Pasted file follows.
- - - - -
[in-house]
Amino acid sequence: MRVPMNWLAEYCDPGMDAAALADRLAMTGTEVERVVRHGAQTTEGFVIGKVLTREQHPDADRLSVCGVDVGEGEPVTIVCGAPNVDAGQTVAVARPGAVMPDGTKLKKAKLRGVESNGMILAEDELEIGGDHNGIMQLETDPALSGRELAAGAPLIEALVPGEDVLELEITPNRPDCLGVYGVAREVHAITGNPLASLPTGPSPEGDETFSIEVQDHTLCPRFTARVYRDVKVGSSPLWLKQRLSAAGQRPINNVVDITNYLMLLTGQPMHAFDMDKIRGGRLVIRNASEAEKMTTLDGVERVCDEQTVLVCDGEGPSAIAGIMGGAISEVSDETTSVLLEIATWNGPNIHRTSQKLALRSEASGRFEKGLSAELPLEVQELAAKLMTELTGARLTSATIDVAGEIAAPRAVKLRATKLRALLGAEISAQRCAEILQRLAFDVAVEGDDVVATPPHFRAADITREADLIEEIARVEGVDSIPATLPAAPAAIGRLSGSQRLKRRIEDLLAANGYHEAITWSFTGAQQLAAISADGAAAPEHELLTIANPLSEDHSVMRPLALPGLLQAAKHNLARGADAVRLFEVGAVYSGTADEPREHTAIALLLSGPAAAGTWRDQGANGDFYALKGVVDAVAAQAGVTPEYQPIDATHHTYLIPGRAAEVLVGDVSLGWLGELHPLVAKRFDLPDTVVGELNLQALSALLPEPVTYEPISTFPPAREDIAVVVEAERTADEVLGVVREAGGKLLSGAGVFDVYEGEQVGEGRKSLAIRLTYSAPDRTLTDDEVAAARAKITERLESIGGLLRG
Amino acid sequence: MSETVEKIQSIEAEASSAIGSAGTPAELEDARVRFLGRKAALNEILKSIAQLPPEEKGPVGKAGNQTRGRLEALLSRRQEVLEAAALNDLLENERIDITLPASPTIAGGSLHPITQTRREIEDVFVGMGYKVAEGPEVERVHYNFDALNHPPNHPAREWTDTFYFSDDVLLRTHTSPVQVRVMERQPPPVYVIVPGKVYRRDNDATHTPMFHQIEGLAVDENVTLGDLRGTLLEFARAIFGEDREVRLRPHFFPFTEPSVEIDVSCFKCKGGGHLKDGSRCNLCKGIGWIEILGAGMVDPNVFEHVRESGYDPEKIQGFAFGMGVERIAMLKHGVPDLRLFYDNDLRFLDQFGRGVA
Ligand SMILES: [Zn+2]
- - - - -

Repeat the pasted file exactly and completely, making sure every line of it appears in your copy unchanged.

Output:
[in-house]
Amino acid sequence: MRVPMNWLAEYCDPGMDAAALADRLAMTGTEVERVVRHGAQTTEGFVIGKVLTREQHPDADRLSVCGVDVGEGEPVTIVCGAPNVDAGQTVAVARPGAVMPDGTKLKKAKLRGVESNGMILAEDELEIGGDHNGIMQLETDPALSGRELAAGAPLIEALVPGEDVLELEITPNRPDCLGVYGVAREVHAITGNPLASLPTGPSPEGDETFSIEVQDHTLCPRFTARVYRDVKVGSSPLWLKQRLSAAGQRPINNVVDITNYLMLLTGQPMHAFDMDKIRGGRLVIRNASEAEKMTTLDGVERVCDEQTVLVCDGEGPSAIAGIMGGAISEVSDETTSVLLEIATWNGPNIHRTSQKLALRSEASGRFEKGLSAELPLEVQELAAKLMTELTGARLTSATIDVAGEIAAPRAVKLRATKLRALLGAEISAQRCAEILQRLAFDVAVEGDDVVATPPHFRAADITREADLIEEIARVEGVDSIPATLPAAPAAIGRLSGSQRLKRRIEDLLAANGYHEAITWSFTGAQQLAAISADGAAAPEHELLTIANPLSEDHSVMRPLALPGLLQAAKHNLARGADAVRLFEVGAVYSGTADEPREHTAIALLLSGPAAAGTWRDQGANGDFYALKGVVDAVAAQAGVTPEYQPIDATHHTYLIPGRAAEVLVGDVSLGWLGELHPLVAKRFDLPDTVVGELNLQALSALLPEPVTYEPISTFPPAREDIAVVVEAERTADEVLGVVREAGGKLLSGAGVFDVYEGEQVGEGRKSLAIRLTYSAPDRTLTDDEVAAARAKITERLESIGGLLRG
Amino acid sequence: MSETVEKIQSIEAEASSAIGSAGTPAELEDARVRFLGRKAALNEILKSIAQLPPEEKGPVGKAGNQTRGRLEALLSRRQEVLEAAALNDLLENERIDITLPASPTIAGGSLHPITQTRREIEDVFVGMGYKVAEGPEVERVHYNFDALNHPPNHPAREWTDTFYFSDDVLLRTHTSPVQVRVMERQPPPVYVIVPGKVYRRDNDATHTPMFHQIEGLAVDENVTLGDLRGTLLEFARAIFGEDREVRLRPHFFPFTEPSVEIDVSCFKCKGGGHLKDGSRCNLCKGIGWIEILGAGMVDPNVFEHVRESGYDPEKIQGFAFGMGVERIAMLKHGVPDLRLFYDNDLRFLDQFGRGVA
Ligand SMILES: [Zn+2]